Conflicts of Interest
The authors declare no conflict of interest.
- Levy, D.; Almeida, L.M.; Szklo, A. The Brazil simsmoke policy simulation model: The effect of strong tobacco control policies on smoking prevalence and smoking-attributable deaths in a middle income nation. PLoS Med. 2012, 9, e1001336, doi:10.1371/journal.pmed.1001336.
- Brazil. Tabagismo. Portal Saúde. Available online: http://portal.saude.gov.br/portal/saude/area.cfm?id_area=1446 (accessed on 4 October 2013).
- Hill, S.C.; Liang, L. Smoking in the home and children’s health. Tob. Control 2008, 17, 32–37, doi:10.1136/tc.2007.020990.
- Weitzman, M.; Govil, N.; Liu, Y.H.; Lalwani, A.K. Maternal prenatal smoking and hearing loss among adolescents. JAMA Otolaryngol. Head Neck Surg. 2013, 20, 1–8, doi:10.1001/jamaoto.2013.3294.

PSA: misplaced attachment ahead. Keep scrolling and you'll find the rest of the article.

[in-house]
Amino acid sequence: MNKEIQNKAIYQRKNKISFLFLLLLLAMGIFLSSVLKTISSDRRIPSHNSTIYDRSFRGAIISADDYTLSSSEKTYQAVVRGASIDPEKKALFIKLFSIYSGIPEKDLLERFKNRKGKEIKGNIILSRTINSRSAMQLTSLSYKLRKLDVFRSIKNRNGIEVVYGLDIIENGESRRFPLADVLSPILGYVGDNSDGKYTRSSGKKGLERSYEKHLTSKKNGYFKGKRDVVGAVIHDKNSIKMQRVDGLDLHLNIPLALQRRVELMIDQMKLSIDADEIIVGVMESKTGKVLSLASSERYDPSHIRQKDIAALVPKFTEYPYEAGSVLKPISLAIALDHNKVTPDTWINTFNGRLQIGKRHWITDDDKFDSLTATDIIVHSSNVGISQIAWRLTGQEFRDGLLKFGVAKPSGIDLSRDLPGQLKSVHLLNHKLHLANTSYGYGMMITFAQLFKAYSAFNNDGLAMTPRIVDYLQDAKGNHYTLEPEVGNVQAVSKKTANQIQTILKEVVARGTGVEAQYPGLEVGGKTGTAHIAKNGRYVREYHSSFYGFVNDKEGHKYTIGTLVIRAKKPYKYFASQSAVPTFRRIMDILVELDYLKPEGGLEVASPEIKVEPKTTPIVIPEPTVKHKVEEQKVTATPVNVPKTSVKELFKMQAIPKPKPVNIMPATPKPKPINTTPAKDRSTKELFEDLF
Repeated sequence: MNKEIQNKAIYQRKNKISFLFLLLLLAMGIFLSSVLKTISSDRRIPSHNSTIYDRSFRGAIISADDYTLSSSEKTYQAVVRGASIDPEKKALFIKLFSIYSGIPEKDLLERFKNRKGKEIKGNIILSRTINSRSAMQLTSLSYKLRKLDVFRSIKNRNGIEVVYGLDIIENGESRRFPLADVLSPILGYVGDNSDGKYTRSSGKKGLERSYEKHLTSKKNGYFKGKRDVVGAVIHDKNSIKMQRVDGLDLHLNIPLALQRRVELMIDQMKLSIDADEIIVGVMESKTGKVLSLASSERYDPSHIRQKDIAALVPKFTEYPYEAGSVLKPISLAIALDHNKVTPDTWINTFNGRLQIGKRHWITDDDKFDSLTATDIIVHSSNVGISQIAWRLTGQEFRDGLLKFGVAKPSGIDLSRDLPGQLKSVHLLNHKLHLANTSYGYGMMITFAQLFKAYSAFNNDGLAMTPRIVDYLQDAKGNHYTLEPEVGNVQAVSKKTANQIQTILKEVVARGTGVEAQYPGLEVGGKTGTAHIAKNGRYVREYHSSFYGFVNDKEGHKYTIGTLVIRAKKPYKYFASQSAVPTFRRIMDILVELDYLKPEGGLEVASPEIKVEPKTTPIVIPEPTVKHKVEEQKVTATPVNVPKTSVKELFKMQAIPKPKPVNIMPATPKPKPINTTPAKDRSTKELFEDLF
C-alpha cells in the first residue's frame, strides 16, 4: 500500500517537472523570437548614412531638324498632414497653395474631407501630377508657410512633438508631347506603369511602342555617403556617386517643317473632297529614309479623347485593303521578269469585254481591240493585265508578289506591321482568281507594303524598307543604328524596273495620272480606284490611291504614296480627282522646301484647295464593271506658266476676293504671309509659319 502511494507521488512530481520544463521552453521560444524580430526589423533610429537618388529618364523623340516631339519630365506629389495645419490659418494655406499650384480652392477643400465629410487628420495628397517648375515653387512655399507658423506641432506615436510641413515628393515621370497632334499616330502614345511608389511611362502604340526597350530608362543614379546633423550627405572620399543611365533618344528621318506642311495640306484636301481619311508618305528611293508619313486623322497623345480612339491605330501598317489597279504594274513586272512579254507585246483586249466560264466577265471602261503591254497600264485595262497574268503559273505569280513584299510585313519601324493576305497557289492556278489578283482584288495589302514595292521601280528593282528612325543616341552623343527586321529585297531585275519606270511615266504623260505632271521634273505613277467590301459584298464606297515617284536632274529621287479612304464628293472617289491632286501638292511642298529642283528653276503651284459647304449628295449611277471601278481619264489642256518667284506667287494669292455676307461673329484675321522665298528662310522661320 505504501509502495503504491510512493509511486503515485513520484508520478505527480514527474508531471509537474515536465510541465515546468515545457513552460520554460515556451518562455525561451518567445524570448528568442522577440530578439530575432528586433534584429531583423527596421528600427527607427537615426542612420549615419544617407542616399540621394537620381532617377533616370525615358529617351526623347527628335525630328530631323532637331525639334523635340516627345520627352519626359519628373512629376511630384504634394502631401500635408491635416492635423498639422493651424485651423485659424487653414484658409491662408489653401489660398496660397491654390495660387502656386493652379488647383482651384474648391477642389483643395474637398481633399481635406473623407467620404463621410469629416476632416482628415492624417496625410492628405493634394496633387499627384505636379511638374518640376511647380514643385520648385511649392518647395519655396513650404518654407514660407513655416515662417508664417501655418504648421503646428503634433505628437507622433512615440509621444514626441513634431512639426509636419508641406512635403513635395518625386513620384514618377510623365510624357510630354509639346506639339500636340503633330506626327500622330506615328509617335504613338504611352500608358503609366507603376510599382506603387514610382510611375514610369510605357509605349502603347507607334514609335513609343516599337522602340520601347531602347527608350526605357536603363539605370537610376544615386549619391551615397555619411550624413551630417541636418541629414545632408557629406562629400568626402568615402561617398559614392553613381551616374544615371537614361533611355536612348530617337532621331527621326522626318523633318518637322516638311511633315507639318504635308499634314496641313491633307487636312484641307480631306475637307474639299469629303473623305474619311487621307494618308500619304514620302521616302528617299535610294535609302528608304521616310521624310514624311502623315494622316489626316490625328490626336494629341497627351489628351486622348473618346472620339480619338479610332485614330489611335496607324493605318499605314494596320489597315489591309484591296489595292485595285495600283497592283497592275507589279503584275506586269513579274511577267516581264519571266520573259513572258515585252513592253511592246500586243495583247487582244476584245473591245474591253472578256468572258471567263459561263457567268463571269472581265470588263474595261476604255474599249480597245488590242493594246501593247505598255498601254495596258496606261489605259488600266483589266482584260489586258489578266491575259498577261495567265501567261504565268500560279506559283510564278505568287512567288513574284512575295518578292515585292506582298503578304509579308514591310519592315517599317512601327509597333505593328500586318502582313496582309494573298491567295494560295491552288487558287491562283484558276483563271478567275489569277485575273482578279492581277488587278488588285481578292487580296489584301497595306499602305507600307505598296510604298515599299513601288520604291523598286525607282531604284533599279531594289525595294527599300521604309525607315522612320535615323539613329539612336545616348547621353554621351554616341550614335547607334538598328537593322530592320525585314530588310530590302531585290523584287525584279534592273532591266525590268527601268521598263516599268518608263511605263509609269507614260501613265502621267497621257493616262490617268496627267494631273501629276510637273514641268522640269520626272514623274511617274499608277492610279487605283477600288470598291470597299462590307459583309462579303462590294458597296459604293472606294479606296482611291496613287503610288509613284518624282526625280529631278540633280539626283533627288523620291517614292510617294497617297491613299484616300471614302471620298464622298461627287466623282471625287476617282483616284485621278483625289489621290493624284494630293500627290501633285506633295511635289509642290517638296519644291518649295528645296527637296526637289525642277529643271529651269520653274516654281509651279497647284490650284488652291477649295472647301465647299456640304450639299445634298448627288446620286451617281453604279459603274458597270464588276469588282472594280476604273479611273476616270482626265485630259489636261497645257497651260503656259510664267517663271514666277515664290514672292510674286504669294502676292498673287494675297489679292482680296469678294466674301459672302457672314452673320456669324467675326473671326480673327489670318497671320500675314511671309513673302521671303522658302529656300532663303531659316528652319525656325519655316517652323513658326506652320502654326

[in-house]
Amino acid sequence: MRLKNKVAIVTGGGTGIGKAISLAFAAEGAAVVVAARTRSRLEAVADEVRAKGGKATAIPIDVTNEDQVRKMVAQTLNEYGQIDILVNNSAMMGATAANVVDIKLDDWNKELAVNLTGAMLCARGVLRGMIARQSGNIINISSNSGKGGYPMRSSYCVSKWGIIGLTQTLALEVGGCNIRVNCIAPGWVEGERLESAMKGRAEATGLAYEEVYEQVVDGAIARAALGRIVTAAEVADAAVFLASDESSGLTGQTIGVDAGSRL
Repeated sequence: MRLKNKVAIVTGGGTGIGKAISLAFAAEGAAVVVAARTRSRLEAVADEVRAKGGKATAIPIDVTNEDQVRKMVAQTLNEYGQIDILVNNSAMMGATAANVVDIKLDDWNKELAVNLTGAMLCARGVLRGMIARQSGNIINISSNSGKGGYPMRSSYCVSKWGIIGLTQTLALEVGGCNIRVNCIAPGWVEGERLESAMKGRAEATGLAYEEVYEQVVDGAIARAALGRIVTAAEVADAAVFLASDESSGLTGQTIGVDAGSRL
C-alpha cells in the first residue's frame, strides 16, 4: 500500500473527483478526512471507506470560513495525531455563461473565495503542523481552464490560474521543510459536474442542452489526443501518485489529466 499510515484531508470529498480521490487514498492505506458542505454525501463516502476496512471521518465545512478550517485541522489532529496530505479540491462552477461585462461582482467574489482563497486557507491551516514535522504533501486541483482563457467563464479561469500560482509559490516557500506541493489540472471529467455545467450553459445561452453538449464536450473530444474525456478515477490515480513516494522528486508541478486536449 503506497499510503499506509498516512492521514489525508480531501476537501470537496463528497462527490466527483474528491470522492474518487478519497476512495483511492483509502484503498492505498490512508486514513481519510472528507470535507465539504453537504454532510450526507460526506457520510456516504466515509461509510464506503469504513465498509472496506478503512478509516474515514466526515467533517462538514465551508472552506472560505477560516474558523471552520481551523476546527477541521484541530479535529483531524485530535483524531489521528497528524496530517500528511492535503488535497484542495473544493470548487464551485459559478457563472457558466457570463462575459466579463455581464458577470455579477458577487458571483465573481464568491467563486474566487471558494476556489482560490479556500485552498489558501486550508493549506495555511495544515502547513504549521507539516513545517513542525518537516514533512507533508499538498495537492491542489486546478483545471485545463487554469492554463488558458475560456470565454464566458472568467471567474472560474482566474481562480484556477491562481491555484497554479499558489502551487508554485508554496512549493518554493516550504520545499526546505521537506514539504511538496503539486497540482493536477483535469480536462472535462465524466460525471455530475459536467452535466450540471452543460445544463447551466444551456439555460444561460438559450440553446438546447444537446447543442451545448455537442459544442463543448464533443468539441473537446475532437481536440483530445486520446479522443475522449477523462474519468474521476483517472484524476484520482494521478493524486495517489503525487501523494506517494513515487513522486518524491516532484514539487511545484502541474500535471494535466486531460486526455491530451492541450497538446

- Ahn, J.H.; Joo, H.S.; Suh, J.K.; Kim, H.; So, H.S.; Chung, J.W. Effects of cigarette smoking on hearing recovery from noise-induced temporary hearing threshold shifts in mice. Otol. Neurotol. 2011, 32, 926–932, doi:10.1097/MAO.0b013e318225575a.
- Fechter, L.D.; Young, J.S.; Carlisle, L. Potentiation of noise induced threshold shifts and hair cell loss by carbon monoxide. Hear. Res. 1988, 34, 39–48, doi:10.1016/0378-5955(88)90049-4.
- Dhar, S.; Hall, J.W. Otoacoustic Emissions Principles, Procedures and Protocols; Plural Publishing: San Diego, FL, USA, 2012.
- Kemp, D.T.; Chum, R. Properties of the generator of stimulated acoustic emissions. Hear. Res. 1980, 2, 213–232, doi:10.1016/0378-5955(80)90059-3.
- Durante, A.S.; Ibidi, S.M.; Lotufo, J.P.; Carvallo, R.M.M. Maternal smoking during pregnancy: Impact on otoacoustic emissions in neonates. Int. J. Pediatr. Otorhinolaryngol. 2011, 75, 1093–1098, doi:10.1016/j.ijporl.2011.05.023.